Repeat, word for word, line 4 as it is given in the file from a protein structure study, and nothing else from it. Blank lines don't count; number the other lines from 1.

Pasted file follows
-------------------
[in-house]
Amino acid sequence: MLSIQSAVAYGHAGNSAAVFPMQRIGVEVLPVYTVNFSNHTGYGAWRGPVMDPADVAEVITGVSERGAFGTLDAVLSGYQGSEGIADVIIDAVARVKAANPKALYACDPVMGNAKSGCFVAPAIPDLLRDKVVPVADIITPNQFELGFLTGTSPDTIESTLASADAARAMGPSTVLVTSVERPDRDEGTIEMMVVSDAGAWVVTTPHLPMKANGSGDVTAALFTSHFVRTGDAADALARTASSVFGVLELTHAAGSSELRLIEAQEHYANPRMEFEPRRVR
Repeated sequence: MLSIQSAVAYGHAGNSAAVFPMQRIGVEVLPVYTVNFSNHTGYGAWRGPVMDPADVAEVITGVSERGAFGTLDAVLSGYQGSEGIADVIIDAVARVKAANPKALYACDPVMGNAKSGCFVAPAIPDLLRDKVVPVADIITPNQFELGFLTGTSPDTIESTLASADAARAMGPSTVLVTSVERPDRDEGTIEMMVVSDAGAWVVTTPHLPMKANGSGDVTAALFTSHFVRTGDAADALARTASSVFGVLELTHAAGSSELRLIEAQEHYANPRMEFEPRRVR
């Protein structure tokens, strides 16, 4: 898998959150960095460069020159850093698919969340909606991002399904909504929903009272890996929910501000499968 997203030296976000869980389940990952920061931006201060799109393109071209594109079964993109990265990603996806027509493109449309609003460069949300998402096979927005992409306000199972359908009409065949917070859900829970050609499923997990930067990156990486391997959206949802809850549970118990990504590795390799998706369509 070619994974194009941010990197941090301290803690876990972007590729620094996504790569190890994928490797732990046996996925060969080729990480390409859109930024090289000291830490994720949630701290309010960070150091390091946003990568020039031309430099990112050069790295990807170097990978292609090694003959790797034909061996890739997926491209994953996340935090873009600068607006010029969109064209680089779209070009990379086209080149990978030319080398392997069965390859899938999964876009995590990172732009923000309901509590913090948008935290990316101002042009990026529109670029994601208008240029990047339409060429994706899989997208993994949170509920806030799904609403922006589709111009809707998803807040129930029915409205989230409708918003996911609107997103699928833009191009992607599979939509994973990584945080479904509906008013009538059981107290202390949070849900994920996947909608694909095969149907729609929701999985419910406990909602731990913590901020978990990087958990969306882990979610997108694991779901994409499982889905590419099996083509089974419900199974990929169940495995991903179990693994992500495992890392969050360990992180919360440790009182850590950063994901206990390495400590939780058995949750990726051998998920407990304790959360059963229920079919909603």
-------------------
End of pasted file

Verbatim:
């Protein structure tokens, strides 16, 4: 898998959150960095460069020159850093698919969340909606991002399904909504929903009272890996929910501000499968 997203030296976000869980389940990952920061931006201060799109393109071209594109079964993109990265990603996806027509493109449309609003460069949300998402096979927005992409306000199972359908009409065949917070859900829970050609499923997990930067990156990486391997959206949802809850549970118990990504590795390799998706369509 070619994974194009941010990197941090301290803690876990972007590729620094996504790569190890994928490797732990046996996925060969080729990480390409859109930024090289000291830490994720949630701290309010960070150091390091946003990568020039031309430099990112050069790295990807170097990978292609090694003959790797034909061996890739997926491209994953996340935090873009600068607006010029969109064209680089779209070009990379086209080149990978030319080398392997069965390859899938999964876009995590990172732009923000309901509590913090948008935290990316101002042009990026529109670029994601208008240029990047339409060429994706899989997208993994949170509920806030799904609403922006589709111009809707998803807040129930029915409205989230409708918003996911609107997103699928833009191009992607599979939509994973990584945080479904509906008013009538059981107290202390949070849900994920996947909608694909095969149907729609929701999985419910406990909602731990913590901020978990990087958990969306882990979610997108694991779901994409499982889905590419099996083509089974419900199974990929169940495995991903179990693994992500495992890392969050360990992180919360440790009182850590950063994901206990390495400590939780058995949750990726051998998920407990304790959360059963229920079919909603």